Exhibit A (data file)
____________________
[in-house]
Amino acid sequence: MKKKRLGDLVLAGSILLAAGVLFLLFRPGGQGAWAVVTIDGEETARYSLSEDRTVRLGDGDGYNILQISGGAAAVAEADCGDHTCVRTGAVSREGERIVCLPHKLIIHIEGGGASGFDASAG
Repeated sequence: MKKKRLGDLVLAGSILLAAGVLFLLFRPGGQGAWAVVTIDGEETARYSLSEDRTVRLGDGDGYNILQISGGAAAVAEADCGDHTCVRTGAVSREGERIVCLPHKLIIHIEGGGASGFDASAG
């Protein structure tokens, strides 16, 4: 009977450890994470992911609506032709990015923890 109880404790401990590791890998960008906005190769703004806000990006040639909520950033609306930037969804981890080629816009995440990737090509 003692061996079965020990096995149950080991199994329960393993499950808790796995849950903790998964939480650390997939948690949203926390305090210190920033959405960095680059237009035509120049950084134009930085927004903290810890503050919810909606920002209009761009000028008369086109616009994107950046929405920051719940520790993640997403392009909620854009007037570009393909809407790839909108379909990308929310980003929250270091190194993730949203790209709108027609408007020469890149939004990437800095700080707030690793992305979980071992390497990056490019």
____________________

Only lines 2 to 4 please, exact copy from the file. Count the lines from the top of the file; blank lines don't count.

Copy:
Amino acid sequence: MKKKRLGDLVLAGSILLAAGVLFLLFRPGGQGAWAVVTIDGEETARYSLSEDRTVRLGDGDGYNILQISGGAAAVAEADCGDHTCVRTGAVSREGERIVCLPHKLIIHIEGGGASGFDASAG
Repeated sequence: MKKKRLGDLVLAGSILLAAGVLFLLFRPGGQGAWAVVTIDGEETARYSLSEDRTVRLGDGDGYNILQISGGAAAVAEADCGDHTCVRTGAVSREGERIVCLPHKLIIHIEGGGASGFDASAG
């Protein structure tokens, strides 16, 4: 009977450890994470992911609506032709990015923890 109880404790401990590791890998960008906005190769703004806000990006040639909520950033609306930037969804981890080629816009995440990737090509 003692061996079965020990096995149950080991199994329960393993499950808790796995849950903790998964939480650390997939948690949203926390305090210190920033959405960095680059237009035509120049950084134009930085927004903290810890503050919810909606920002209009761009000028008369086109616009994107950046929405920051719940520790993640997403392009909620854009007037570009393909809407790839909108379909990308929310980003929250270091190194993730949203790209709108027609408007020469890149939004990437800095700080707030690793992305979980071992390497990056490019």